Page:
The more I work in web development, the more I conclude that the majority of web teams are just not skilled/disciplined enough to build an SPA when a static site will do.

Static sites do not have to worry about:

- memory leaks
- the back button / history
- scroll state
- focus state
- page lifecycle (tab freezing/unfreezing)

SPA frameworks should come with a "you must be this tall to ride" sign.

I’m so glad my job is more or less fine with me setting my own work hours.

It makes accidentally staying up until 0500 easier to manage.

Shoutout to craigslist for being exactly the same website for 20 years, and a damn good one at that

Turns out adding Mastodon to one of my servers was a little too much for it!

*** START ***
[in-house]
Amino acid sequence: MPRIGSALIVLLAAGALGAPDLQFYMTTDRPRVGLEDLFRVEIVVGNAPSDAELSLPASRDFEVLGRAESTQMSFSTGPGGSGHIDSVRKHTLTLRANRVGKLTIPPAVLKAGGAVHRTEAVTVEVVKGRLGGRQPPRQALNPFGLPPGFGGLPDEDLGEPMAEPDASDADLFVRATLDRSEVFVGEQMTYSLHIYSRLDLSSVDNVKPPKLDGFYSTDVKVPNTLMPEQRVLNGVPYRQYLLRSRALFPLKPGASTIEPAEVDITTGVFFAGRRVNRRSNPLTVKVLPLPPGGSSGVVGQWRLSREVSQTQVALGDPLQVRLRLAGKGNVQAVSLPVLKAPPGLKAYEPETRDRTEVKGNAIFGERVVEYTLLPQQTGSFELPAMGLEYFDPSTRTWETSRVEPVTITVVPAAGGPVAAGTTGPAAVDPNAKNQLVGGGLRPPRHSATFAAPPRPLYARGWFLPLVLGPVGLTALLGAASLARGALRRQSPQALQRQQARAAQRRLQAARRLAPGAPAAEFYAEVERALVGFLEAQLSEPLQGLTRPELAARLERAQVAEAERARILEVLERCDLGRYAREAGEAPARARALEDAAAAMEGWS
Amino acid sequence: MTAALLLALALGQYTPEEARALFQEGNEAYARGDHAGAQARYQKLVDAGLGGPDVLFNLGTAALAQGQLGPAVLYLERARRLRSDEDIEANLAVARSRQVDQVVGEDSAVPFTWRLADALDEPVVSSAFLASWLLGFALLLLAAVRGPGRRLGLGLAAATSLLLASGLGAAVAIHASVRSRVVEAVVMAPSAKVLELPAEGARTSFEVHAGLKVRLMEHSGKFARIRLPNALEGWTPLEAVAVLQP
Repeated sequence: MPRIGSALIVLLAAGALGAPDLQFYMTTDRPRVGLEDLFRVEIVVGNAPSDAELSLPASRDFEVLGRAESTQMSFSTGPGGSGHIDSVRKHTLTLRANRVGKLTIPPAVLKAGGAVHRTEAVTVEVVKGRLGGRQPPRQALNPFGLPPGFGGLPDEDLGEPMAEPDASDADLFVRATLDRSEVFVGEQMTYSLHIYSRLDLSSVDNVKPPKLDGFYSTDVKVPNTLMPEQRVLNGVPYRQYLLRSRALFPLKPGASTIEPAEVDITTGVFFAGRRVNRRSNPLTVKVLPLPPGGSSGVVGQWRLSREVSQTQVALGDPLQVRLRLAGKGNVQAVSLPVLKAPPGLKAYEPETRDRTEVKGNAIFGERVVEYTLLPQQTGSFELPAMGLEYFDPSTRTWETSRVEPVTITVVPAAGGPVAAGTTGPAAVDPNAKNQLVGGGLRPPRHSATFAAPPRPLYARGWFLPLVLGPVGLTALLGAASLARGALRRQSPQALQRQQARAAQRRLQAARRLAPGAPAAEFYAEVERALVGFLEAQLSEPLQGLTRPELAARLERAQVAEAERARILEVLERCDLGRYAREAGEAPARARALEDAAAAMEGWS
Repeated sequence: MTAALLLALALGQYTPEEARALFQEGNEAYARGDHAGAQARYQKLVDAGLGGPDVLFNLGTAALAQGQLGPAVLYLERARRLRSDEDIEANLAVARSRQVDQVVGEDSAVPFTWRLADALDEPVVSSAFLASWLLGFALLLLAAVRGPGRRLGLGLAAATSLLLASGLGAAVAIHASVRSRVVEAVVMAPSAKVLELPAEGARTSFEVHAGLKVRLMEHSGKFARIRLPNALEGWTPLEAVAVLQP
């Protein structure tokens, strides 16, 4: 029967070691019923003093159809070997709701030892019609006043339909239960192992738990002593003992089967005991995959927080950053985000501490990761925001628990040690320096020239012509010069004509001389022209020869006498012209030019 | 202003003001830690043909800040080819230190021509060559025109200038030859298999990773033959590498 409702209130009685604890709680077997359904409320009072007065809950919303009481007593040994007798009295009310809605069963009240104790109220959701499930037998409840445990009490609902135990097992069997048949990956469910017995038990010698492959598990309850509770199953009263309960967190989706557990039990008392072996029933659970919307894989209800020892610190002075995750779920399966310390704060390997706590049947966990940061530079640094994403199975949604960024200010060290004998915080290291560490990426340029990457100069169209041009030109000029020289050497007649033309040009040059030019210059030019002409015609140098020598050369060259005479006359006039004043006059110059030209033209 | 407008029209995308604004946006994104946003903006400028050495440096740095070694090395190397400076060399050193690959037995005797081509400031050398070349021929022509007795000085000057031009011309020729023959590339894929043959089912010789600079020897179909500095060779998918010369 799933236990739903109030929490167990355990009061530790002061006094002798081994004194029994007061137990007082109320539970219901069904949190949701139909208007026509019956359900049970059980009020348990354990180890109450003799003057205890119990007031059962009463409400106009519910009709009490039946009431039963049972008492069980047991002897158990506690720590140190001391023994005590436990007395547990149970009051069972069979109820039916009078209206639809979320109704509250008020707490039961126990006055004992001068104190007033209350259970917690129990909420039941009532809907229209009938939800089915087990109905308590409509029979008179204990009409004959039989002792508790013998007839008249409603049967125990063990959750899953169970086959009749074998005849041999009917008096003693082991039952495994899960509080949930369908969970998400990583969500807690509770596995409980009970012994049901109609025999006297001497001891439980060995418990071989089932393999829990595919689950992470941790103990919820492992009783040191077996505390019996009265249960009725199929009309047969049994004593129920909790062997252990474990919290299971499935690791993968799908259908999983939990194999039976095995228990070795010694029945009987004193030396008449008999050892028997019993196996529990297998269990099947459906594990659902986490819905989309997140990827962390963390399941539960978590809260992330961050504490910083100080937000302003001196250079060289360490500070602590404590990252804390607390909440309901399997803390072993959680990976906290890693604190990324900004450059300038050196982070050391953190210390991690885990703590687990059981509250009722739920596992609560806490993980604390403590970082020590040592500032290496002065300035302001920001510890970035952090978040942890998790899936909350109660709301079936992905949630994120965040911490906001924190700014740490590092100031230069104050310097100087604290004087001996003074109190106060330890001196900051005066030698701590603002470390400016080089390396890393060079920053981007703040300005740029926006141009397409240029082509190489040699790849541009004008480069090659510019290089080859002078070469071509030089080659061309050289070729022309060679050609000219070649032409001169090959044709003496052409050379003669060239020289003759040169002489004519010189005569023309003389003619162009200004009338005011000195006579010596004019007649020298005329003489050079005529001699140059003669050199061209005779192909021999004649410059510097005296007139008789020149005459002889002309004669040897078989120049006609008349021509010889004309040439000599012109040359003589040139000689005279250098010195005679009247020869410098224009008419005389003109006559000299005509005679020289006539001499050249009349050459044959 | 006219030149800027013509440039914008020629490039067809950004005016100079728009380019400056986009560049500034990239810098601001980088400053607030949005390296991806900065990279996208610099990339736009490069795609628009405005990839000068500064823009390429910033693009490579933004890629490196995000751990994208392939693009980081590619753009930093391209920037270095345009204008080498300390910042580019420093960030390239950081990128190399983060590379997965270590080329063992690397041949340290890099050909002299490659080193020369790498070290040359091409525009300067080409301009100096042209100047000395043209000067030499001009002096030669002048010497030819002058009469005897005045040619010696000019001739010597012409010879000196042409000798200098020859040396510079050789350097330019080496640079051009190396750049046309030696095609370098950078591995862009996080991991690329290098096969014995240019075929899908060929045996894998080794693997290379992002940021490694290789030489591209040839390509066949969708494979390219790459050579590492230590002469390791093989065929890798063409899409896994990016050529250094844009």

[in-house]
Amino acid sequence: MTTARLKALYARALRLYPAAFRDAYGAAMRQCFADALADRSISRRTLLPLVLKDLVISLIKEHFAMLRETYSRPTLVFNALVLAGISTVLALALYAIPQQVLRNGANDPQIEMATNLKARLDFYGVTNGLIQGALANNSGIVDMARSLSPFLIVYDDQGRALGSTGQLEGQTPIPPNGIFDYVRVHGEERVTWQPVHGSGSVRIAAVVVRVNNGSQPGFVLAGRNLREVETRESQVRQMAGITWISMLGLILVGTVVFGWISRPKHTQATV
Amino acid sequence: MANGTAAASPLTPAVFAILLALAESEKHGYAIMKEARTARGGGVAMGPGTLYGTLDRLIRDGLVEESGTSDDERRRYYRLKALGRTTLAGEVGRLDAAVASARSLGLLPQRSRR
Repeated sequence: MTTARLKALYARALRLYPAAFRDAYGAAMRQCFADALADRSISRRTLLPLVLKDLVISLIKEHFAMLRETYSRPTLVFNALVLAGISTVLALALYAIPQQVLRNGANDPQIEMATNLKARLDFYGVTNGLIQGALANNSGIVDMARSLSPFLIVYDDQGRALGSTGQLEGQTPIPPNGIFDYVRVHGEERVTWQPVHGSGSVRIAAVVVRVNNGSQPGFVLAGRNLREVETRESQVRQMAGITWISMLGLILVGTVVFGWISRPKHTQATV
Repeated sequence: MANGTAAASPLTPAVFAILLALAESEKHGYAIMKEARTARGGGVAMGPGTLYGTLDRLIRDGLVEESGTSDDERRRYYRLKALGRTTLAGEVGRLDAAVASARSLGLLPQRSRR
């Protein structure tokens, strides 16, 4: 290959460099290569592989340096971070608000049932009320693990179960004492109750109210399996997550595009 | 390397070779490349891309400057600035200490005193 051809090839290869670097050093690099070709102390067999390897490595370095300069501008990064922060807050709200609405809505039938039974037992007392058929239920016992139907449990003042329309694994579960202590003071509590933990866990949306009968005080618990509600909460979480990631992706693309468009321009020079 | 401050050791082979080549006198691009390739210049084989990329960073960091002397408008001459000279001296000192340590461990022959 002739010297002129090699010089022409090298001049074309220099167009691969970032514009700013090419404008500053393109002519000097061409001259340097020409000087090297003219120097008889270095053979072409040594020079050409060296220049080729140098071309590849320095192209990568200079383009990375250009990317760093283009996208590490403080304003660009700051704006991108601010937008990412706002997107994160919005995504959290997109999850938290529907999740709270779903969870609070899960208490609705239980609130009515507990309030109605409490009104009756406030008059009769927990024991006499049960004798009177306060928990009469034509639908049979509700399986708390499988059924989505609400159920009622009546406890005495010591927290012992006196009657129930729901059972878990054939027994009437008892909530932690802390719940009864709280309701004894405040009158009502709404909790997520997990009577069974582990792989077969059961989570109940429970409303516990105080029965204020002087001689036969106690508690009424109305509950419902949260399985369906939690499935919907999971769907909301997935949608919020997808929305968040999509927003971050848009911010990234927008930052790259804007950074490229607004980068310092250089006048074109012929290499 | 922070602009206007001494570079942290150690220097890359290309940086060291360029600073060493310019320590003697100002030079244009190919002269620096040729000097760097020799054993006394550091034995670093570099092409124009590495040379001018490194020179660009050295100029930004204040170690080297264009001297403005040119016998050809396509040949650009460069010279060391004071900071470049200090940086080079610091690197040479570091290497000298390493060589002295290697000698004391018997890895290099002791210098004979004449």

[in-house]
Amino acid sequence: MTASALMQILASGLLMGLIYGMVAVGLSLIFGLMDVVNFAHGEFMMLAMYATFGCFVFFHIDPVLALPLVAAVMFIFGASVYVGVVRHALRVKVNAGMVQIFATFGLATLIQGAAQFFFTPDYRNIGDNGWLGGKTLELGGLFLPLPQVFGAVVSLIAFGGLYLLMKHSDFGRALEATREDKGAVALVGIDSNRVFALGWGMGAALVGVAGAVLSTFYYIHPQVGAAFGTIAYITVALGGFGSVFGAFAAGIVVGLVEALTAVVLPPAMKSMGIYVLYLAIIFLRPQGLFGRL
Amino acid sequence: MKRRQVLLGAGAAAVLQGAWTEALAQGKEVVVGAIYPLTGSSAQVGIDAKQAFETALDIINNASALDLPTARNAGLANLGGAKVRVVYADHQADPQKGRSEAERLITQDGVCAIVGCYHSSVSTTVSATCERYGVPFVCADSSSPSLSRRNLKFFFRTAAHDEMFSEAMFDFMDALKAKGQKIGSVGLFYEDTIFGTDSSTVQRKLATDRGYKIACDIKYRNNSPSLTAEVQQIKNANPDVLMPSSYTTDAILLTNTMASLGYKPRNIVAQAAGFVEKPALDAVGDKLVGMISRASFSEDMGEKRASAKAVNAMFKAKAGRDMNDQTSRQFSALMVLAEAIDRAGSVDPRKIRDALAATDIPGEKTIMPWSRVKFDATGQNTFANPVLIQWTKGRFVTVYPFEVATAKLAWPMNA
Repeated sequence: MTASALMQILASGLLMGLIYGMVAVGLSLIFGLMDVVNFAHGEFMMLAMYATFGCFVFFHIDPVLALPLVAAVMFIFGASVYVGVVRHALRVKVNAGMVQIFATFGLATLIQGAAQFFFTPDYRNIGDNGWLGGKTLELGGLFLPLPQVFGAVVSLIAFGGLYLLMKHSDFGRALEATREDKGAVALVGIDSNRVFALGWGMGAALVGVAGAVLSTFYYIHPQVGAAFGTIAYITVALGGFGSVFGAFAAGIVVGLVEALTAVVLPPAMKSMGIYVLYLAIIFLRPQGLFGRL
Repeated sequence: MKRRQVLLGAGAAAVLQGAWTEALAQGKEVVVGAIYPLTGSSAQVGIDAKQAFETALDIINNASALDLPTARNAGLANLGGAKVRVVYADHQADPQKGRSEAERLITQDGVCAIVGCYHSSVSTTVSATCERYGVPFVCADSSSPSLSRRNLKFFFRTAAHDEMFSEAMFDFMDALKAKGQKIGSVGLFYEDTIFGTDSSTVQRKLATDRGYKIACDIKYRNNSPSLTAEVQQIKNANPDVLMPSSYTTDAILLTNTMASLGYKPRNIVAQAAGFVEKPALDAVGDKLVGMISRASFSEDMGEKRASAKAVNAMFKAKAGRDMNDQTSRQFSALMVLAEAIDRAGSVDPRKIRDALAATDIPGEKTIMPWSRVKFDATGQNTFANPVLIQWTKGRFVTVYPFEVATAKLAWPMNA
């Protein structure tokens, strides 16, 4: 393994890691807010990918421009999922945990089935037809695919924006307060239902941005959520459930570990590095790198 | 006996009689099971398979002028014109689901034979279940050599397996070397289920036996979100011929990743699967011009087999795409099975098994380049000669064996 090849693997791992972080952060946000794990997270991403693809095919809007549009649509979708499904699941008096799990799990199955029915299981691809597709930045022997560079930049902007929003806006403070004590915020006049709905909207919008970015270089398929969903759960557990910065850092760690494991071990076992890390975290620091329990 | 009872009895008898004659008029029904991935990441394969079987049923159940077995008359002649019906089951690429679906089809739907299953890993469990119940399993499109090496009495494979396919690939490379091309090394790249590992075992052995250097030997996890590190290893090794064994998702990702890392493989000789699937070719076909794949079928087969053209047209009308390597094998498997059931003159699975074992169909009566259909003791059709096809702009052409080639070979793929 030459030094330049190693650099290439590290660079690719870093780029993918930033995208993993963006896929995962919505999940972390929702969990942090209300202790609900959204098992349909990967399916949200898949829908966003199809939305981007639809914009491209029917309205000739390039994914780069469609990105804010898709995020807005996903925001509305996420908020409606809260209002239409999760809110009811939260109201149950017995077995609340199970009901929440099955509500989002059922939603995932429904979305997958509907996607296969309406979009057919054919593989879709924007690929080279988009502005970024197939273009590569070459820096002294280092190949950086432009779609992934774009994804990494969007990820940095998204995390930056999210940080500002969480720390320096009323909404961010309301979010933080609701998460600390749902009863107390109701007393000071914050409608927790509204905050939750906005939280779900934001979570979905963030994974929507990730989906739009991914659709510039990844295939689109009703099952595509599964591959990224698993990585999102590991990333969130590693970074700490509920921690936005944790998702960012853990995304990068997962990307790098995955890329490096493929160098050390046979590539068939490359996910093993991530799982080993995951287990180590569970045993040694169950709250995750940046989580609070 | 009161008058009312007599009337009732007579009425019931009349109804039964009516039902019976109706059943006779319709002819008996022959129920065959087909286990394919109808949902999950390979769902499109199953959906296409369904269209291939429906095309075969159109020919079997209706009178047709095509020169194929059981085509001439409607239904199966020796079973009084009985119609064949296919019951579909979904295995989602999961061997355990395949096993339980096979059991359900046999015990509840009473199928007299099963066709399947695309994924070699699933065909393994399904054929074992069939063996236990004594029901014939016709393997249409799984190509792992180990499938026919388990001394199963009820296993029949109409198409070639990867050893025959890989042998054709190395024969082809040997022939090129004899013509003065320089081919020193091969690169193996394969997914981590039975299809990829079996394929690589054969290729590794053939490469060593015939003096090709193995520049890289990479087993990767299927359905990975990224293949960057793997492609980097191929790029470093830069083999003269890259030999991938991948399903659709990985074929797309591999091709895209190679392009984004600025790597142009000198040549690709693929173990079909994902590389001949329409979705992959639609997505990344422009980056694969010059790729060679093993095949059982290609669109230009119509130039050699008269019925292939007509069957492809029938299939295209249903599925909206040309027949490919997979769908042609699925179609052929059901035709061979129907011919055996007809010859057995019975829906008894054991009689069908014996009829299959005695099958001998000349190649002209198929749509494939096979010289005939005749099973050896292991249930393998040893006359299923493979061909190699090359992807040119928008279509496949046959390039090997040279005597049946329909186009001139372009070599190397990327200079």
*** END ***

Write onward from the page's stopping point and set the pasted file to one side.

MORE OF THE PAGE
Now migrating all general website stuff to a new general web host.

After reading Gitlab’s response to yesterday’s security issues, I can’t help but laugh. It’s 2019 and people are STILL not using MFA and people are STILL storing sensitive passwords in plaintext!

That’s asking for trouble these days.

Use a password manager. Use multi-factor authentication wherever possible. And don’t store passwords in plaintext! How hard is this?

I spent a lot of time today playing with sourcehut builds (

I’m blown away at how easy everything was. A quick YAML file later and I’ve got a process that tests a package and, if all goes well, zips it up and copies it to an S3 bucket. (Because sourcehut git doesn’t provide zips, just tarballs, and Ghost themes need to be zips.)

On this topic, this is probably the first and last relevant Microsoft Community article I'll ever read. It's even from the recent past!

Nice, Microsoft "accidentally removed" the Templates feature in Outlook.

There's many articles and guides out there telling you how you should be versioning your software (SemVer).

I've yet to find a guide to outline when and how you decide to increment a version, and which number to increment.

Mastodon is one server in the network